Stevie Wonder will take a break from performing to get kidney transplant surgery in September, according to Variety. The legendary musician made the announcement Saturday, May 6, at London’s British Summer Time festival in Hyde Park.
“I’m all good, I’m all good, all good, I have a donor and it’s all good,” Wonder told the audience after ending his set with “Superstition,” off his 1971 album Talking Book. “I want you to know, I came here to give you my love and thank you for your love. You ain’t got to hear no rumors. I told you what’s up. I am good. I love you and God bless you.”
This time, he brought his fabulous Song Party show to the UK, which described as a “Celebration of Life, Love and Music”.he Song Party tour has been playing a limited run in the US, and during one night, Wonder said: “We’re living in a time where there’s so much is going on in the world. But the one thing that we know for sure that we can celebrate is life, love and music.
Wonder’s set featured a tribute to artists who recently died, perfoming songs by Michael Jackson, Amy Winehouse, Prince and Aretha Franklin.
Wonder headlined the Hyde Park concert, which was the second of five major shows. Lionel Richie was Wonder’s opening at on the Great Oak Stage. Wonder covered his song “Easy” when Richie was feted at with Kennedy Centre Honours. Stevie last played British Summer time in 2016, where he played iconic album, ‘Songs in the Key of Life’ in it’s entirity.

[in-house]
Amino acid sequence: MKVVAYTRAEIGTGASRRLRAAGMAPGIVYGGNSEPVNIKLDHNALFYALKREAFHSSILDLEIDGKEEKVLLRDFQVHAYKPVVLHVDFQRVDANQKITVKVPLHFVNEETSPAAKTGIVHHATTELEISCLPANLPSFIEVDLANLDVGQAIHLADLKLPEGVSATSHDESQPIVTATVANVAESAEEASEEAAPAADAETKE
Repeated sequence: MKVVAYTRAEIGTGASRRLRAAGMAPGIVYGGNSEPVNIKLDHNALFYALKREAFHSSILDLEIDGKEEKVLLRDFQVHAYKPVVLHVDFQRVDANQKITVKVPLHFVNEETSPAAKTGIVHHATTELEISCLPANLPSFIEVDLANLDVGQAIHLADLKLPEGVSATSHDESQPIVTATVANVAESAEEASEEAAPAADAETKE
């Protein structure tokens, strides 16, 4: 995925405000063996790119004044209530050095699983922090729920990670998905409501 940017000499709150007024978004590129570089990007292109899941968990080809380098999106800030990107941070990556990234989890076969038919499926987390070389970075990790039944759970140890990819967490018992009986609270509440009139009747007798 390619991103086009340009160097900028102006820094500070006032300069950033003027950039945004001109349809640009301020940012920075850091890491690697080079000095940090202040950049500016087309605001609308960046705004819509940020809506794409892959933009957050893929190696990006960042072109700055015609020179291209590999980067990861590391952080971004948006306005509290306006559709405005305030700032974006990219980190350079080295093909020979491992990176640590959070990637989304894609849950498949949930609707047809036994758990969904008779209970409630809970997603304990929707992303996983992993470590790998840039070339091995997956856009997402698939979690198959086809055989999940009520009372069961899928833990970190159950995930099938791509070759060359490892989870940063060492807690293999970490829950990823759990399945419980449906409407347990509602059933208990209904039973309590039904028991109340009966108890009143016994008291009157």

The news broke out on June 25 when a Philadelphia radio personality claimed Wonder began dialysis for kidney failure. “Please know that nothing is verified unless it comes directly from us,” Shelley Selover, Wonder’s publicist, responded at the time. Wonder was reported to be battling a serious but manageable health issue by The Detroit Press. “He’s got some health challenges, but he doesn’t want a big PR thing out of this,” jazz trumpeter Joan Belgrave, said in a statement at the time. The Detroit Free Press also reported Wonder traveling with a medical team.
Stevie Wonder may well be the greatest musical artist of all time. He was the youngest recording artist to hit number one, when Motown dropped his live version of “Fingertips, Part 2.” He went on to put out 49 Top 40 singles, and 32 which went to number one. Known as a virtuoso keyboardist who transformed the clavichord into pure funk, he is also one of the finest drummers every to lay down a beat.
His earliest albums, a tribute to Ray Charles, an instrumental collection and a set of standards, didn’t chart even though Wonder co-wrote hits like “The Tears of a Clown” for his other Motown artists. He appeared in the 1964 film Muscle Beach Party and Bikini Beach. He hit the charts again with “Uptight (Everything’s All Right)” before he began his hit-making songwriter stride in 1967-1968 with “I Was Made to Love Her,” “For Once In My Life,” and “My Cherie Amour.” After that musicians thanked him for not putting out albums, because they wanted Grammys too.
Wonder added extra seats for his concert next Tuesday, which will be his first Irish concert in over nine years.
Culture Editor Tony Sokol cut his teeth on the wire services and also wrote and produced New York City’s Vampyr Theatre and the rock opera AssassiNation: We Killed JFK. Read more of his work here or find him on Twitter @tsokol.